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Government does have a role to fill

By Staff | Jan 21, 2022

To the editor:

I would like to address a letter written by Mr. Gillis which states, “In the immortal words of President Ronald Reagan, ‘government should get off our backs and out of our pockets.'”

Firstly, it is pretty hard to take seriously and as worthwhile quotes of that ridiculous ole Soap Salesman, Former President Ronny Reagan. (Chuckle)

Secondly, when speaking of “government,” it seems that there is not a lot of agreement among we folks as to just what the purpose, the role, of government should be in our lives. In fact, what there is mostly are the sounds of a deafening flock of cackling seabirds cawing a bunch of largely meaningless, but casually appealing slogans such as the “off back, out pockets” one above.

A certain faction holds the idea that what the government should do is to simply sleepily watch, collect mini-taxes and do musty micro-deeds. But why bother, I ask? In fact, there simply must be a rational, meaningful purpose for the function of government to fulfill, else why does that function eventually appear among all groups of people in all eras of time?

The first step toward identifying the function of government is stop thinking of it as some glum, mysterious, shadowy third party remorselessly imposing its will upon us from somewhere out there, on high. In truth, government is more like, in Possum Pogo’s version of the words of American Navy Commodore Oliver Hazard Perry during the War of 1812, “We have met the enemy and he is us.”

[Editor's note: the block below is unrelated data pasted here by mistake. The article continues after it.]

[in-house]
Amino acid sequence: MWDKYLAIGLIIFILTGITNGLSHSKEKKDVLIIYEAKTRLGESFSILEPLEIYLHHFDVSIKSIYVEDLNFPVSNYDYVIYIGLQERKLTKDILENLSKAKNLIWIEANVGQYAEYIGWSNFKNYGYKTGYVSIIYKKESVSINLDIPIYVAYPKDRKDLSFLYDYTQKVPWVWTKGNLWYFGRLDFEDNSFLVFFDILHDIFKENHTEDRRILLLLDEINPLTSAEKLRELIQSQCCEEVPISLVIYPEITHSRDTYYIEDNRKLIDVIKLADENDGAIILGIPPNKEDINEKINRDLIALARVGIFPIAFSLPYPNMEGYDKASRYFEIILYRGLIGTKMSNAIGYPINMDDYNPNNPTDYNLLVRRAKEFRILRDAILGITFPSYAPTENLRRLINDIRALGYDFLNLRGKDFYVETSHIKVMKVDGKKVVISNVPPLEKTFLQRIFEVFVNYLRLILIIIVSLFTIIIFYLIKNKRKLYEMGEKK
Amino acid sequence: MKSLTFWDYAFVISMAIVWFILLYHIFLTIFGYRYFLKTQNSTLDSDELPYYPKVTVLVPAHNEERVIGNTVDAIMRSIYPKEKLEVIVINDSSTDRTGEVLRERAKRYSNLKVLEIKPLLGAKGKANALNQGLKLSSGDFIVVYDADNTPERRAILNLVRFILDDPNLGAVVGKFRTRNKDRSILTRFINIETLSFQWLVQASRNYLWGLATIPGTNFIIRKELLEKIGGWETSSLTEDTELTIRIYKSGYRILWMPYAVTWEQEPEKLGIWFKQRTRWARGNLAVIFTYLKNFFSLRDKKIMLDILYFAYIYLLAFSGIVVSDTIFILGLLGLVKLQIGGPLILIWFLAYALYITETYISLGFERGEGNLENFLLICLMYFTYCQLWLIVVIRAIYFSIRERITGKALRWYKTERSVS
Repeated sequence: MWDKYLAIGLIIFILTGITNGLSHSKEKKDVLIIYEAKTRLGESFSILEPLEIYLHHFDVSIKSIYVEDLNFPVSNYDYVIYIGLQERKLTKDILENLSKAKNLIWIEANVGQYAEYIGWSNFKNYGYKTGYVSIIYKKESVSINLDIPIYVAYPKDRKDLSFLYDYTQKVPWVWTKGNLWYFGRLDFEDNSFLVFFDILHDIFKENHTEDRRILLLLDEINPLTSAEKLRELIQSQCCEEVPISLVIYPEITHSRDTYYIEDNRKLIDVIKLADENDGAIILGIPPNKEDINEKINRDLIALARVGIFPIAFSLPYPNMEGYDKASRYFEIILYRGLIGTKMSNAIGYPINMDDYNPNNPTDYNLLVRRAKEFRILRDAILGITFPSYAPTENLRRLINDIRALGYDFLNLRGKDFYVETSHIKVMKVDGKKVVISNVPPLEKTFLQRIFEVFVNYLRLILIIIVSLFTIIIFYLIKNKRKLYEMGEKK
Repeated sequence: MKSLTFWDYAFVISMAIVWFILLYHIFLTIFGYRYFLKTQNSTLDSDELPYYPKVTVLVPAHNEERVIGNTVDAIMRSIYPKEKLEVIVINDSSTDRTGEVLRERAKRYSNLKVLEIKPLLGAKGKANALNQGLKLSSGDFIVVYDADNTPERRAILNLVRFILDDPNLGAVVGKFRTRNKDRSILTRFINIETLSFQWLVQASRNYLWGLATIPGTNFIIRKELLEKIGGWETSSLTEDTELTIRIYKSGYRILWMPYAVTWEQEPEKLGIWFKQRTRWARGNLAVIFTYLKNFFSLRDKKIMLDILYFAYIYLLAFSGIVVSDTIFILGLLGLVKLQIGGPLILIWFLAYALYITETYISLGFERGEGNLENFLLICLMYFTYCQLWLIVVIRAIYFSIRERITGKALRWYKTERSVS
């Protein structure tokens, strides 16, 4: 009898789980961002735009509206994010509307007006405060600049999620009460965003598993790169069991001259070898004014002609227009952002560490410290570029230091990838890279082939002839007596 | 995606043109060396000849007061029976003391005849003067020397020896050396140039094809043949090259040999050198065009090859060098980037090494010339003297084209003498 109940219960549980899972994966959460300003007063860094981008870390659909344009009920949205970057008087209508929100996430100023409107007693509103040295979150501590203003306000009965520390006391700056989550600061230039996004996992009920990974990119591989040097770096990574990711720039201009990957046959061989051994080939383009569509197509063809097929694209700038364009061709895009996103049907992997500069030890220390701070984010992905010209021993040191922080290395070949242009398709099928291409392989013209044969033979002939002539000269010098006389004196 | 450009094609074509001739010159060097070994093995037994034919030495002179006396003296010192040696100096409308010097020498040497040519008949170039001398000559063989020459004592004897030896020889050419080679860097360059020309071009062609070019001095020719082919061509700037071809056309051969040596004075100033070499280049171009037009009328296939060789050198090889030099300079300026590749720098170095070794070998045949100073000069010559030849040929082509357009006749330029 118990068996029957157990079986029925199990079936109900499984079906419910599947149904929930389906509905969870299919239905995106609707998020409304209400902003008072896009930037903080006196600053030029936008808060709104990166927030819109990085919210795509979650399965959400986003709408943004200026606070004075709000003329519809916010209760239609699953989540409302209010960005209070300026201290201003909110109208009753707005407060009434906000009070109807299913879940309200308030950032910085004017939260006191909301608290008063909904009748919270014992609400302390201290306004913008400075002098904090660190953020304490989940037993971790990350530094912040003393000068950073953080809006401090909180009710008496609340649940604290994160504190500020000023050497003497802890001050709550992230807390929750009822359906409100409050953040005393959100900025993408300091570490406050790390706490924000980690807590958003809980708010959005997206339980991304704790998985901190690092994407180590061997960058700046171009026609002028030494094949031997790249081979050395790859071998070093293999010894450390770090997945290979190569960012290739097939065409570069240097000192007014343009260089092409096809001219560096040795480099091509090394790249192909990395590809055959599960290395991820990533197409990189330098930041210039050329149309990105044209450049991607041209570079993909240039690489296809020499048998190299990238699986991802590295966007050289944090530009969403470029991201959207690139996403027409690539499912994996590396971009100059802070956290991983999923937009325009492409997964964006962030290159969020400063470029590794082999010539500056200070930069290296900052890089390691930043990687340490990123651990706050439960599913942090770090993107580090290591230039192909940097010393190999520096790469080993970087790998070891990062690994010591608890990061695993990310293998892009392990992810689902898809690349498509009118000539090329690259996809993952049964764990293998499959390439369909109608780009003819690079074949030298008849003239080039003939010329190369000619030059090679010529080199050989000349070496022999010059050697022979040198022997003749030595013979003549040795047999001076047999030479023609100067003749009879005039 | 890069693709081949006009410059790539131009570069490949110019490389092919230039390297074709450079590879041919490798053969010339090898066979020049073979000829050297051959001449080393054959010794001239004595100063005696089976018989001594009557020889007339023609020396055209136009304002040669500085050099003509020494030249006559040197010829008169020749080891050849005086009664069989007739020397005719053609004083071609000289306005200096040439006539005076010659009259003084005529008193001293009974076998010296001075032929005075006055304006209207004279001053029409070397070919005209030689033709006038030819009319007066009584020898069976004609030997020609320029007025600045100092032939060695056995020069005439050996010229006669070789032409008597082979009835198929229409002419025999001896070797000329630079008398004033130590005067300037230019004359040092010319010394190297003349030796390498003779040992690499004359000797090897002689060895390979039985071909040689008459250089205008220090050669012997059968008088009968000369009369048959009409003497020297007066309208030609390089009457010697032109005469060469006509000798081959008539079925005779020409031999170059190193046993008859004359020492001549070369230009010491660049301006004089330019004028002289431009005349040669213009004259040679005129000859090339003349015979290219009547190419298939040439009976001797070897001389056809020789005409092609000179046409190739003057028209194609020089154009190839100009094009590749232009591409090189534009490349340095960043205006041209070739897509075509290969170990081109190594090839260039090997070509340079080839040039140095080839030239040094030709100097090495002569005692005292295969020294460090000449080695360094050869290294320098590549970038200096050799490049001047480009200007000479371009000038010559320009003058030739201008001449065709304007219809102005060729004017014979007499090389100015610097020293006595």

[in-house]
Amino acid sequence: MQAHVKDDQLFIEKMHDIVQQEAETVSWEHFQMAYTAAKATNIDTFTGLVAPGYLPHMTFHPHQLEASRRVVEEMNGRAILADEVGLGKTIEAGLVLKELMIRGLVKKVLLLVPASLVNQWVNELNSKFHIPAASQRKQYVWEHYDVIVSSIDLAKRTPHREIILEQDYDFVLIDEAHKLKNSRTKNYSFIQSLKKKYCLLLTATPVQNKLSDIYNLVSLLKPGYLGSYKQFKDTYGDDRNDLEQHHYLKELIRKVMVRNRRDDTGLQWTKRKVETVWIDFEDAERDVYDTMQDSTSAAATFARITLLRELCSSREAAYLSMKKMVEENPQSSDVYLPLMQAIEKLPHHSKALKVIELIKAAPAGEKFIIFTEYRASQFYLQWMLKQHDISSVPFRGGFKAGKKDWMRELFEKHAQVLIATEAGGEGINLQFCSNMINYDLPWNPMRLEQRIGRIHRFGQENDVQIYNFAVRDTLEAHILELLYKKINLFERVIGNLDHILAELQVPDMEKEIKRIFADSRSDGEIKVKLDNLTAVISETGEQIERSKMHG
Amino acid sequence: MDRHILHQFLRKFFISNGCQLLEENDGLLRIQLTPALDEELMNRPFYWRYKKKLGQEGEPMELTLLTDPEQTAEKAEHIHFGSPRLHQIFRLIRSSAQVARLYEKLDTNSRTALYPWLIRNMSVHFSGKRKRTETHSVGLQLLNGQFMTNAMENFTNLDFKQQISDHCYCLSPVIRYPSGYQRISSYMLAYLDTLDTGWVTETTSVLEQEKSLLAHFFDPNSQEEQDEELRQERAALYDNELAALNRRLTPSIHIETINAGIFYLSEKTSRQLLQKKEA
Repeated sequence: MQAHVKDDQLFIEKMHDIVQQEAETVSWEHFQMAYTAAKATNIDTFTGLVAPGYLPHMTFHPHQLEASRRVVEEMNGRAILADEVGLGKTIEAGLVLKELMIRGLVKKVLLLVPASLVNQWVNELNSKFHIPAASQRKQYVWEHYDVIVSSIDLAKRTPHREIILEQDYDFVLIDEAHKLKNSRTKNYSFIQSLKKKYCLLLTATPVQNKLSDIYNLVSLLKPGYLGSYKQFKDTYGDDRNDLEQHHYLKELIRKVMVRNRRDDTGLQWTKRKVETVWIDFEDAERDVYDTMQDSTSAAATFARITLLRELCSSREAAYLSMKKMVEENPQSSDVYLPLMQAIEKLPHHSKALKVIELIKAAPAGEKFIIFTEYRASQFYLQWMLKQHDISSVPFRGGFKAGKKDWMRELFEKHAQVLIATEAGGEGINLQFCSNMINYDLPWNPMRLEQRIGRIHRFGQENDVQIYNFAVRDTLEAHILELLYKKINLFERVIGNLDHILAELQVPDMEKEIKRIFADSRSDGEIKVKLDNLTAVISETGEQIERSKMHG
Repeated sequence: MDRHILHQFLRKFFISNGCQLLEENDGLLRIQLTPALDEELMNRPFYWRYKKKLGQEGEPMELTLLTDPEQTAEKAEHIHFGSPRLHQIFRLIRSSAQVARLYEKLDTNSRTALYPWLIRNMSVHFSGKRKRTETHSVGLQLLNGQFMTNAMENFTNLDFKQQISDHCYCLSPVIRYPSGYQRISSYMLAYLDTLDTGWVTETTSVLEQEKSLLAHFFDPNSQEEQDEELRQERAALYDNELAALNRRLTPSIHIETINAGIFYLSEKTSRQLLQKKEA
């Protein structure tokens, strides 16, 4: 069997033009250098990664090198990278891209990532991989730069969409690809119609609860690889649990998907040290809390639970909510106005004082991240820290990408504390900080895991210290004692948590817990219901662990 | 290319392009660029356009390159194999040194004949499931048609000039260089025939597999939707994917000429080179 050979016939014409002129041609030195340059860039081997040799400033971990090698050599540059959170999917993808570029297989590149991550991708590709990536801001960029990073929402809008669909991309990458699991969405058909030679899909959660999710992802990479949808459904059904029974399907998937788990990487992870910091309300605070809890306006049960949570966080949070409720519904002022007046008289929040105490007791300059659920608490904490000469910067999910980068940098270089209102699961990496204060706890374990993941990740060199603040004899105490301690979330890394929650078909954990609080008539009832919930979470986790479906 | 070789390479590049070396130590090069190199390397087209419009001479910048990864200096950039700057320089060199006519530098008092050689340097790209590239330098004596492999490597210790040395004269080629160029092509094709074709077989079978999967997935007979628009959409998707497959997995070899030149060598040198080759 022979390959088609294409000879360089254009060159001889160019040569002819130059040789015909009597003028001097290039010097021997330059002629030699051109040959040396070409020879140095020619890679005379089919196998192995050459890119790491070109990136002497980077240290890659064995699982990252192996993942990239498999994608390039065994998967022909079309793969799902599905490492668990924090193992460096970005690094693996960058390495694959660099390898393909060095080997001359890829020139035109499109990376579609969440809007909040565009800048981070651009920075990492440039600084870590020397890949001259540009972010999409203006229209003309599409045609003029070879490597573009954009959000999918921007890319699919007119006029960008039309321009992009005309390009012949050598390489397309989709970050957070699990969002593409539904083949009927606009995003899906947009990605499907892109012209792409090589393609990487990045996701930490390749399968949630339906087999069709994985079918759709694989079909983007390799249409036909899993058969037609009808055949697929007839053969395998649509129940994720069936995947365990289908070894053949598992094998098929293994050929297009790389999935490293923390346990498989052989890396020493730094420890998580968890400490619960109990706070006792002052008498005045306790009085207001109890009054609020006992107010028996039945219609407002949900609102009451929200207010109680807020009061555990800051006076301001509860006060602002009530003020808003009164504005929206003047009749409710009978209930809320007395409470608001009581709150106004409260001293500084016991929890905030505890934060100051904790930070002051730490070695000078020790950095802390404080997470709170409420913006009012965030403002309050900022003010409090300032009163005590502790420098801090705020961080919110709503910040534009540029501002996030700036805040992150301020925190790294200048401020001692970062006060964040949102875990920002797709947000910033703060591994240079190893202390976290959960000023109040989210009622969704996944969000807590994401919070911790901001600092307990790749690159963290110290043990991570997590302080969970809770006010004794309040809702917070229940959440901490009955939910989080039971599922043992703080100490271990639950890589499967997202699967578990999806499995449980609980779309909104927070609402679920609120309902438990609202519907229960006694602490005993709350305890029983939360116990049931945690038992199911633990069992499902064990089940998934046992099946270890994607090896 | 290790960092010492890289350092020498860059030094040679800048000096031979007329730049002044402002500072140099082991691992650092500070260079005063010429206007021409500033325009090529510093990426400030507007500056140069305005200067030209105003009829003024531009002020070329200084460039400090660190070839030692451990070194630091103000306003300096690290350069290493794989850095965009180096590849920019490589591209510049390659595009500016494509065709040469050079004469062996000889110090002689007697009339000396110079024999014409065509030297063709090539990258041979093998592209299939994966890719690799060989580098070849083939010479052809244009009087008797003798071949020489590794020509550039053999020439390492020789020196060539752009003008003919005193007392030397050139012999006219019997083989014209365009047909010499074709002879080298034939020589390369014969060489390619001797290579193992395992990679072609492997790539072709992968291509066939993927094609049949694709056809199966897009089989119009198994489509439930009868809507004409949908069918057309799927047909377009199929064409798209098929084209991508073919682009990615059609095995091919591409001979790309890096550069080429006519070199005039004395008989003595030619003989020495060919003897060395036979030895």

In fact, the role of government, the one created by and for the people, is simply to facilitate the peaceful cooperation of various human interests in order to allow for each the optimal fulfillment of its reasonable and legitimate goals, goals which do not trample upon those of others. Some will, of course, confuse that healthy concept with that of the “Nanny State,” but that silliness is merely the act of confusing good red blood with moldy honey.

Thus, temporary preferential tax treatments and other temporary economic incentives should not necessarily always be ruled out — of course, provided that they can be shown as operating for the ultimate common good. That is, they should not always be ruled out just because someone might come along and choose to varnish them with a smothering stale spray of the “Nanny State” political epithet. A bit of hard, constructive headwork will usually save the day.

Allen N. Wollscheidt

Cape Coral